Maureen Fishwick from Wythenshawe, Manchester, stayed with a family in the picturesque municipality of Teufen, a German speaking area in the canton of Appenzell Ausserrhoden. The house in which she stayed is circled in this postcard memento from the period.
Memories of material culture often feature in adult stories of their childhood encounter with Switzerland. For Maureen Fishwick, emotions connected with feelings of embarrassment which stemmed from each child who went to Switzerland having to take with them ‘three sets of good clothes’. Many parents struggled to comply, as clothing had been rationed since 1941 and Maureen’s mother had to resort to patching up an old pair of her brothers pyjamas, personalised with a pink bow. Maureen was mortified when they fell to pieces after being laundered by her host family in Switzerland. Nonetheless, as was the case with other children, her Swiss family had some ‘lovely clothes’ made up for her, including a beautiful ‘cream hand-knitted long jacket’, of which she still recalled fondly in her late-seventies. The jacket’s impracticality for a working-class girl from a war-begrimed city like Manchester perhaps helped it stand out from ‘a lifetime’ of other ‘clothing memories’, conveying a sense of Switzerland’s clean and wholesome environment, which contrasted with Maureen’s other strong memories of Manchester as ‘dirty’, ‘slummy’ and ‘horrible’.
The Wetterhorn mountain, above the village of Grindelwald in the Swiss Alps. Image from a letter sent to Joe Littler’s family from his Swiss foster family in 1948, following his return to Manchester
Switzerland was encountered through the senses: the visual (landscape described as being like out of a picture-book), material comfort, and food. To children used to rationing and a bland, dull diet, their Swiss food experiences had a powerful emotional dimension; a sense of being spoilt by opportunities to eat foodstuffs which were a luxury in postwar cities like Manchester and Salford, where fruit, if not rationed was in short supply and sweets didn’t come off ration until 1953. Barbara Eckersley, always ill and pecking at her food before she went, vividly described the ‘ice-cream cake with strawberries’ that her host family gave her on her 11th birthday and which revolutionised her appetite. Switzerland was recalled through eggs, cream, cheese and, above all, chocolate. Barbara Lewis described how:
At Easter we made hard boiled eggs and we painted them with our own design and sat round the table and we hit the persons egg to the right of us. This went right round the table and the person with the less damaged egg won. We also had beautiful chocolate eggs. They were beautiful. Things bring back reminders at times, like baskets full of brightly coloured footballs which I first saw at the Swiss lakes.
Bomb damage in the Manchester blitz
These children had grown up with the smog-ridden, bomb-scarred landscapes of working-class Manchester and Salford, which Robert Bourke conjured when he described how they had all breathed brick dust for eight years before their visit to Switzerland. Bourke, born in the central Manchester district of All Saints, described himself as being in a fairly bad state, ‘even though I lived within walking distance to the world famous eye hospital in Newton St, Hulme, I still suffered from Powks, styes, cysts on the face, boils anaemia, weight loss. I wasn’t alone either, hundreds of other children from M/cr and Salford suffered‘.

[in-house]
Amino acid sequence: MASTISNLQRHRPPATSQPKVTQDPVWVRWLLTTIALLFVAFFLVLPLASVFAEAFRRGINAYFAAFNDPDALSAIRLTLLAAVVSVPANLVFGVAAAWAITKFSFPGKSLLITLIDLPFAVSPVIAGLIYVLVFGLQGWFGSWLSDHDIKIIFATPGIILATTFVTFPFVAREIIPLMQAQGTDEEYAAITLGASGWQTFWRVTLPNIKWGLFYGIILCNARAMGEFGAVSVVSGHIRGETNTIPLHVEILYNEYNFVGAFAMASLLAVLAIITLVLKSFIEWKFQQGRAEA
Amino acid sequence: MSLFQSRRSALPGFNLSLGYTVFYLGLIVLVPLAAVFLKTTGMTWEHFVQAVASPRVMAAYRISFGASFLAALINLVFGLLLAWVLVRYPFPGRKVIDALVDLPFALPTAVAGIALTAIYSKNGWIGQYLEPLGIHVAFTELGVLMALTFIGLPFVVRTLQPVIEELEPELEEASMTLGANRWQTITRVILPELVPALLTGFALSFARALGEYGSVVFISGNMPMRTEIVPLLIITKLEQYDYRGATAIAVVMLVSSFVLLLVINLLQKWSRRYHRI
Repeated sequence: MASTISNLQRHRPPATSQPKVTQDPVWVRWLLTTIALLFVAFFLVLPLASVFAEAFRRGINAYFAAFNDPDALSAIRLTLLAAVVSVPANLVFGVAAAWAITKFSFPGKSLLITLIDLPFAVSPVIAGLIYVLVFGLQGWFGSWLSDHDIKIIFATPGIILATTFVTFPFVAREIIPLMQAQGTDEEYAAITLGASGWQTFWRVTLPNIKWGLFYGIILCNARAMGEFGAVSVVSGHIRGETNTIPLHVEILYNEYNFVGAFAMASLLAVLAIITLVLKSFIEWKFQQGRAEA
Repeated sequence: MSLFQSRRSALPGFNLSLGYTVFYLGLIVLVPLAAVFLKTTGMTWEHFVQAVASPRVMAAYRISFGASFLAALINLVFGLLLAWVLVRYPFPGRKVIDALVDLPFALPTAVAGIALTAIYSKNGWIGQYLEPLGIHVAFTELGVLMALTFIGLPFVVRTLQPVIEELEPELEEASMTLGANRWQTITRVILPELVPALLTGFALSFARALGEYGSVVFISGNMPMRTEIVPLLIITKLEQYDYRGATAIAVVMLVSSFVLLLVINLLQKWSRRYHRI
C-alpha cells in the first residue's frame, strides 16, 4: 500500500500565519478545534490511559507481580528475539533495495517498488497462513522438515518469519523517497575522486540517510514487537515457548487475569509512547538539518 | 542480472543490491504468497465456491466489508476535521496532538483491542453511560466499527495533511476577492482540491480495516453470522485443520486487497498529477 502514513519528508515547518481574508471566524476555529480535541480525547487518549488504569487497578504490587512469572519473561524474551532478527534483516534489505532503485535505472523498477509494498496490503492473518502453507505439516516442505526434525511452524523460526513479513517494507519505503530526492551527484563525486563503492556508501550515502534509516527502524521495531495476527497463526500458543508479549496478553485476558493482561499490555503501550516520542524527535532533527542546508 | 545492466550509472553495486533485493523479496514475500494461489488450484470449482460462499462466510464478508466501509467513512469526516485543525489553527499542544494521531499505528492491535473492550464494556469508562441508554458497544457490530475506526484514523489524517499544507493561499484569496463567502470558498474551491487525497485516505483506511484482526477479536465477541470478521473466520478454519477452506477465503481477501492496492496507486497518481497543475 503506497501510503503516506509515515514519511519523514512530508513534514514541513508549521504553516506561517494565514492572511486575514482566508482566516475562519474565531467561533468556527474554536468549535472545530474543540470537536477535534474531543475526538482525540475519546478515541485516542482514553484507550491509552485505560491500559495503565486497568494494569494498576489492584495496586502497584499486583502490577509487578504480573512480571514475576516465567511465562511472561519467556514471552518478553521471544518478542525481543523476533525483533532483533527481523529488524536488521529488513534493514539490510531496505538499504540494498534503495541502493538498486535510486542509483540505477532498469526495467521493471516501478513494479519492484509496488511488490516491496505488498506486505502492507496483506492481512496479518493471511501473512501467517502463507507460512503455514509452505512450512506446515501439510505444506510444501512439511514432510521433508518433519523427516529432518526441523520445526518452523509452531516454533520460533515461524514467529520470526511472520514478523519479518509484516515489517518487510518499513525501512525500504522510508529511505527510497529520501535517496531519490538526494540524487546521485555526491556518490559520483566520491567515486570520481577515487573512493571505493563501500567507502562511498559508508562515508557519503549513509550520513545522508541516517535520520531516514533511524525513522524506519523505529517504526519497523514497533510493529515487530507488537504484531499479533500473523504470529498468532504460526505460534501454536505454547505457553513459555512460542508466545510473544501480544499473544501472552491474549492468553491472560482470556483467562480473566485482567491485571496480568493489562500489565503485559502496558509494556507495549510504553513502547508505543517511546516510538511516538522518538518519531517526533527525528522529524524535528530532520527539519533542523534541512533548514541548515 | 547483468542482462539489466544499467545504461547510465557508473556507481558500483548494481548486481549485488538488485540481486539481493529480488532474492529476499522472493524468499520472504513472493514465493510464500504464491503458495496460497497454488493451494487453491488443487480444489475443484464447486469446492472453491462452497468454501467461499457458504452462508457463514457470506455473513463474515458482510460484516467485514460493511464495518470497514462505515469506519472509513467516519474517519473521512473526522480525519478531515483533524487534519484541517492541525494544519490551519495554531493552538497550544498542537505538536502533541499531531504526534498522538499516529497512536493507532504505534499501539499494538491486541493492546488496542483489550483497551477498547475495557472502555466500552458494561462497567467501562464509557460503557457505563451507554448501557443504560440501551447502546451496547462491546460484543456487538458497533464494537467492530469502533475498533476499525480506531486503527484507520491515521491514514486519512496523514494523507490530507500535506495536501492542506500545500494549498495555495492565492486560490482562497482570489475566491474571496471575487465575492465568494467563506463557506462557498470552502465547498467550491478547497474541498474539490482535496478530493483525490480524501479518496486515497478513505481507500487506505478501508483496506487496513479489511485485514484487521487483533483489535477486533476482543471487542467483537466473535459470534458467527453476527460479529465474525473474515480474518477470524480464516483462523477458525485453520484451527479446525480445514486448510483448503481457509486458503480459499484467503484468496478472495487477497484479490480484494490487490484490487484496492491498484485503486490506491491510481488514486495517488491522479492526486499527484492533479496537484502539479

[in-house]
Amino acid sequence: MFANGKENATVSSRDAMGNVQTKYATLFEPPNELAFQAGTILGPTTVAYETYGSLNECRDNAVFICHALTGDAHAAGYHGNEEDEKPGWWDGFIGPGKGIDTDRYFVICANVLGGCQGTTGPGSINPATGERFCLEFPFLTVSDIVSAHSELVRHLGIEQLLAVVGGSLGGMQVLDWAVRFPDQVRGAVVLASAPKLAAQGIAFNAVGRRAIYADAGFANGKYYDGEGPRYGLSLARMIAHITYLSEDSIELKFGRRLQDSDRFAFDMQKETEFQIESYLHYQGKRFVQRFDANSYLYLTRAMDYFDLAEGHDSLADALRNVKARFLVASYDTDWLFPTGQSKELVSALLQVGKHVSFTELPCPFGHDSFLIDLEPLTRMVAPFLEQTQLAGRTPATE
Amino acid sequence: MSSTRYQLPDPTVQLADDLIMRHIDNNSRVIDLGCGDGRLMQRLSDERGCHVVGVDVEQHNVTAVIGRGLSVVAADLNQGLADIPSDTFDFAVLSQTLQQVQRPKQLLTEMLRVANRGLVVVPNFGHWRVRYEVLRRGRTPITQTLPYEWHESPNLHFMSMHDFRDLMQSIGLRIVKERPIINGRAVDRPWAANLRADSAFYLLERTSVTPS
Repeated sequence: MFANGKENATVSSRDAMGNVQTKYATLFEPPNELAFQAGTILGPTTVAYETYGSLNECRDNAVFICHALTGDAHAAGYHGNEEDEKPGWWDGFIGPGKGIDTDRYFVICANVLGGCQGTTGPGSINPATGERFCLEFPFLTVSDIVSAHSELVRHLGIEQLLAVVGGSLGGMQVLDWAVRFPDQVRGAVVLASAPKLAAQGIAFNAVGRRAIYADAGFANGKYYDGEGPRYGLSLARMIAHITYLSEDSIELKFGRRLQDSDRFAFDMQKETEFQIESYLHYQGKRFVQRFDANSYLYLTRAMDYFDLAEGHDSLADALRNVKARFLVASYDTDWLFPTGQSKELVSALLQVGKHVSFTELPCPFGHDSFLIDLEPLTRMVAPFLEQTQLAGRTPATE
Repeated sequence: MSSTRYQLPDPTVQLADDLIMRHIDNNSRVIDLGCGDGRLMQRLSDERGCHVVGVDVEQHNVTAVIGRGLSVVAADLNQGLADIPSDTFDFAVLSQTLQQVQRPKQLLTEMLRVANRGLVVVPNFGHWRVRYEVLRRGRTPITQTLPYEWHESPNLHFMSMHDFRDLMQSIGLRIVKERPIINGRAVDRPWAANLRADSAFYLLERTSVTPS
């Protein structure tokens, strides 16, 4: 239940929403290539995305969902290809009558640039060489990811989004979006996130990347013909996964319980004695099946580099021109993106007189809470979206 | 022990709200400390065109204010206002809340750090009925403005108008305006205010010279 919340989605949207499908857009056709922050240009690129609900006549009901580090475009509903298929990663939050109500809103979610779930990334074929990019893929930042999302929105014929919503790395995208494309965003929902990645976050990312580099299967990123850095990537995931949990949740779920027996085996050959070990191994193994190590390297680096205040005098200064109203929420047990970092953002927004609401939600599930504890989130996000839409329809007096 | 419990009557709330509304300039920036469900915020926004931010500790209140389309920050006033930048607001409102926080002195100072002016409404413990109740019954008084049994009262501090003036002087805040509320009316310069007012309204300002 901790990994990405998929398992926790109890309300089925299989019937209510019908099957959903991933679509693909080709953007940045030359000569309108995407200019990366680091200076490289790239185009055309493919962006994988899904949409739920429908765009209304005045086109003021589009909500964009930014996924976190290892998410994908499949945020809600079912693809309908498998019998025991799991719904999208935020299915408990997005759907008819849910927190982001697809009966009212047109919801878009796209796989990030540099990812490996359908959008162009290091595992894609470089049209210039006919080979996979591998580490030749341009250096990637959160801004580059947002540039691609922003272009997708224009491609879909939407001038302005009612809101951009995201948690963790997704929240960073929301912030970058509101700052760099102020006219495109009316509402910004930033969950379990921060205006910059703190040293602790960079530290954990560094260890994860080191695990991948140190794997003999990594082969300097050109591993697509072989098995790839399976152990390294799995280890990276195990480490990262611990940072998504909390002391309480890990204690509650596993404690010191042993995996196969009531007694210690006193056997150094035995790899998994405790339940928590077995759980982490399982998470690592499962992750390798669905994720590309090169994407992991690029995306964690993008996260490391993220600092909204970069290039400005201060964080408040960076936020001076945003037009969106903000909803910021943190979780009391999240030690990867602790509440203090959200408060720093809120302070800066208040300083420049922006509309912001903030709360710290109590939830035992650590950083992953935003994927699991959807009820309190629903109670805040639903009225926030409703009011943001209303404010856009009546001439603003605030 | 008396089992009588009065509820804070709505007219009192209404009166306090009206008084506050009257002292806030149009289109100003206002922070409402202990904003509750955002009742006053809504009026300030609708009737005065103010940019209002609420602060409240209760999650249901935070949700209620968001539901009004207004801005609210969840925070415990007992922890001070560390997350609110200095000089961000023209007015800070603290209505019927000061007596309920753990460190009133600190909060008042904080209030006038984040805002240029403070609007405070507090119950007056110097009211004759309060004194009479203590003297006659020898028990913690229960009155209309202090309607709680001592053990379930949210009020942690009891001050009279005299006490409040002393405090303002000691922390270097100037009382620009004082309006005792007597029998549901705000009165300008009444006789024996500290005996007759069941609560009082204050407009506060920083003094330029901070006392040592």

Switzerland stayed all the more vivid in memory because of such stark material contrasts, an ‘enchanted encounter’ with new physical sensations; a short-lived taste of an imagined perfect childhood. The journey through the mountainous countryside, described as ‘awe inspiring’, encouraged allusions to Hollywood and intimated a sense of monochrome transforming into technicolor. Maureen Fishwick, who stayed with a very wealthy family, was overcome by the luxury of their home, overlooking snow-capped mountains. She had ‘seen Shirley Temple movies’ before but didn’t know that people really lived in such beautiful homes’. The house where Joe Littler stayed seemed to him ‘to have ‘the qualities of a palace’, with a garden ‘at least the size of a football pitch’, his bedroom as big as the downstairs area of his own home in Manchester.
For others, however, memories were more of feeling safe. Robert Bourke, described how ‘despite being only 8 years old I still remember the feeling of security, warmth and well-being that I had never felt before’.
Swiss host families
The compassion of the personal relationships between Swiss host families and their British foster children, which often features in adult remembrance, was not lost on the war-weary teachers who accompanied them on their journey, one of whom wrote how ‘the kindness of the Swiss people has been most touching’ and has ‘restored a somewhat flagging faith in the essential goodness of human nature’. Adult respondents have described how understanding foster families were of parents left behind and how they might be feeling without their children, writing to reassure them of their safe arrival, to let them know how they were settling in, asking them not to be too anxious: ‘try not to worry about John we shall do everything in our power to make him fit and happy’. Many made sure the children wrote back to their parents, often somewhat reluctant basic messages which families nevertheless retained as affective mementoes of their child’s unusual opportunity.
Dear mum and dad, I am sending a post card of the house im (sic) staying at and thank you for your letters. Please will you send me some comics and transfers. Well mum that’s all my Love Maurice (sic) xxxxxxxx